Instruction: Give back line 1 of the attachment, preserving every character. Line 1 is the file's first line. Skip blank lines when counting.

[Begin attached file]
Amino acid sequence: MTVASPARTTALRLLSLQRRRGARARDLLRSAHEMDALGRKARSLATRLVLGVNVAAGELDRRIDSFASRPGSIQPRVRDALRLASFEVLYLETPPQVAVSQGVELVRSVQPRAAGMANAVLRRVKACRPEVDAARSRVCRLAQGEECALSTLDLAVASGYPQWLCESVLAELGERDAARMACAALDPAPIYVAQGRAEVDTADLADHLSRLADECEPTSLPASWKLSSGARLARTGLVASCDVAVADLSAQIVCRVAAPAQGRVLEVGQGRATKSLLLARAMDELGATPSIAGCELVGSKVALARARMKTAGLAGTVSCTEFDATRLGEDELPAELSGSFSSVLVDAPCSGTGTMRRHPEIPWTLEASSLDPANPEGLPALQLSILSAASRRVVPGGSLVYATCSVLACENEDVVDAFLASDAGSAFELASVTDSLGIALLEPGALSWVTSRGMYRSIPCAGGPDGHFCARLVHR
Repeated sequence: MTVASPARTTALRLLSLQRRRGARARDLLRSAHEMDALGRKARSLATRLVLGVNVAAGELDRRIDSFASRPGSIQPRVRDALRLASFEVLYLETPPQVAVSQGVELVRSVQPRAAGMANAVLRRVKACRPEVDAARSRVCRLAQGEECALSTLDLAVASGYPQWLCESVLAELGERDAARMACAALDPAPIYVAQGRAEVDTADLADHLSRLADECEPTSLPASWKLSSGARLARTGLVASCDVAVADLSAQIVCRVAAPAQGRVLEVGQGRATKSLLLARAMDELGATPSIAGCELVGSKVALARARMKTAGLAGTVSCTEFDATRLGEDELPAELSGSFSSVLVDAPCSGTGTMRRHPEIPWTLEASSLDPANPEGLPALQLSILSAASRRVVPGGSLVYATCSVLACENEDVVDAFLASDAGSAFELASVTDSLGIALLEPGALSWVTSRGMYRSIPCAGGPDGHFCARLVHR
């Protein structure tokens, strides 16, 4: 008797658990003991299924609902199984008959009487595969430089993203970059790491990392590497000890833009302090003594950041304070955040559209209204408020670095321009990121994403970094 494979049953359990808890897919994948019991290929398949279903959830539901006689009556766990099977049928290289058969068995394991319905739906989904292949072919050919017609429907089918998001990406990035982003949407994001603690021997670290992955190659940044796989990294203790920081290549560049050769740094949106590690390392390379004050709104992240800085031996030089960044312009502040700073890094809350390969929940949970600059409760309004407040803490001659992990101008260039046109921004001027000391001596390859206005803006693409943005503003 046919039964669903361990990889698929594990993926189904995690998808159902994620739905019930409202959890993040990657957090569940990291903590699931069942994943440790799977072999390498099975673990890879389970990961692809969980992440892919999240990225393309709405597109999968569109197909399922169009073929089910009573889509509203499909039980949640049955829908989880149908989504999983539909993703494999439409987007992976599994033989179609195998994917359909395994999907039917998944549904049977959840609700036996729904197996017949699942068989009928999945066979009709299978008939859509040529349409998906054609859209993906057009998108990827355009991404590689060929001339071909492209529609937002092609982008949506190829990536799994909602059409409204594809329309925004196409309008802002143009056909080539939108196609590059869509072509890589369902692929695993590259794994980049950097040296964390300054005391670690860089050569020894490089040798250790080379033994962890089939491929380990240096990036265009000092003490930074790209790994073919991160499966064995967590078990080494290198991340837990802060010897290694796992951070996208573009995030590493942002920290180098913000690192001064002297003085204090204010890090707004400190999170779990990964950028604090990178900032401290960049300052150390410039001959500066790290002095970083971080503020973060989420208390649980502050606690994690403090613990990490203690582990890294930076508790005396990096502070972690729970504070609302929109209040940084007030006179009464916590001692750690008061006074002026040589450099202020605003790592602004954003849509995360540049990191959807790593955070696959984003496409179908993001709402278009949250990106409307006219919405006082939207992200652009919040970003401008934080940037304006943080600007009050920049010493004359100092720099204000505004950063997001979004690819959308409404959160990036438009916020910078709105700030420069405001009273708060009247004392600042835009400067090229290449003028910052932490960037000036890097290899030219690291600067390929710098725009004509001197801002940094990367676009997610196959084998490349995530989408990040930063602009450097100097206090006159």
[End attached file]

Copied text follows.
Amino acid sequence: MTVASPARTTALRLLSLQRRRGARARDLLRSAHEMDALGRKARSLATRLVLGVNVAAGELDRRIDSFASRPGSIQPRVRDALRLASFEVLYLETPPQVAVSQGVELVRSVQPRAAGMANAVLRRVKACRPEVDAARSRVCRLAQGEECALSTLDLAVASGYPQWLCESVLAELGERDAARMACAALDPAPIYVAQGRAEVDTADLADHLSRLADECEPTSLPASWKLSSGARLARTGLVASCDVAVADLSAQIVCRVAAPAQGRVLEVGQGRATKSLLLARAMDELGATPSIAGCELVGSKVALARARMKTAGLAGTVSCTEFDATRLGEDELPAELSGSFSSVLVDAPCSGTGTMRRHPEIPWTLEASSLDPANPEGLPALQLSILSAASRRVVPGGSLVYATCSVLACENEDVVDAFLASDAGSAFELASVTDSLGIALLEPGALSWVTSRGMYRSIPCAGGPDGHFCARLVHR